Feral hogs (Sus scrofa) are among the most widely-distributed mammals in the world and have the highest reproductive output compared with other ungulates. Worldwide, feral hogs are increasing in range and numbers. Human–feral hog conflicts include impact on abundance and richness of plant and animal species, crop damage, predation on livestock, vehicle collisions, and disease transmission. We reviewed methods employed to mitigate the impact of feral hogs on human activities and discussed these methods in terms of effectiveness, feasibility, costs, and social acceptance. Traditional methods of control include trapping, angering, shooting, poisoning, and Judas hogs. Nonlethal methods of control include fertility control, fencing, repellents, diversionary feeding, and translocation.The review indicated that successful eradications of feral hogs from islands have been achieved by combining different control methods and by establishing post-eradication monitoring to ascertain that the eradication had been completed. Conversely, on the mainland and in countries where feral hogs have long been established, management of human–feral hog conflicts often relies on population size reduction through hunting and poisoning the animals or on exclusion fencing and diversionary feeding. In the majority of instances, population control is not based on previous knowledge of local densities or on predicted impact of control on population size. Based on these results, we propose a framework of criteria to guide decisions regarding the suitability of different options to manage human–feral hog conflicts in different contexts.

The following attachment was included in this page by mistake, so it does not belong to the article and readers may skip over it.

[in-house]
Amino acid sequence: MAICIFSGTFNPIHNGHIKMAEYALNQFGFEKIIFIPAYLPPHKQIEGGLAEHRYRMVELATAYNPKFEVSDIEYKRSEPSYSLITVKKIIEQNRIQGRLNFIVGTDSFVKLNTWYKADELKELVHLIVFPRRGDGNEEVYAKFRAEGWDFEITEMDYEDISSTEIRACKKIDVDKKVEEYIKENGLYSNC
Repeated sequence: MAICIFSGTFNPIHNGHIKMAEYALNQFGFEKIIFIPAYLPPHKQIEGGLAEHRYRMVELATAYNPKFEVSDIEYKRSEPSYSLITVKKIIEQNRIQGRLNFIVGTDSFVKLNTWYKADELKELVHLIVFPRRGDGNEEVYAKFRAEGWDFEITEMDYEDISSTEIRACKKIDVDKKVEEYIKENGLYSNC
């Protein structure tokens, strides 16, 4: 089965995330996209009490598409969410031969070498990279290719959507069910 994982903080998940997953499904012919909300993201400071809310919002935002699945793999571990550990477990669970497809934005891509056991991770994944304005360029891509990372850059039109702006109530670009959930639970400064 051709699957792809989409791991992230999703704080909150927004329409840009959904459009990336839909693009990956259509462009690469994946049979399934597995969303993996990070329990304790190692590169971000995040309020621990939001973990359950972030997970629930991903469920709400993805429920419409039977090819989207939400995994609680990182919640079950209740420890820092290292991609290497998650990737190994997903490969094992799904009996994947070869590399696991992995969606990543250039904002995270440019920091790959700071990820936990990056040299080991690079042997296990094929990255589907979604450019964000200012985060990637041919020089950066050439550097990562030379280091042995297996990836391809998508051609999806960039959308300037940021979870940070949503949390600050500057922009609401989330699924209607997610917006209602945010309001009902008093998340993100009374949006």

Massei, Giovanna; Roy, Sugoto; and Bunting, Richard
"Too Many Hogs? A Review of Methods to Mitigate Impact by Wild Boar and Feral Hogs,"
Human–Wildlife Interactions: Vol. 5
, Article 10.
Available at: http://digitalcommons.usu.edu/hwi/vol5/iss1/10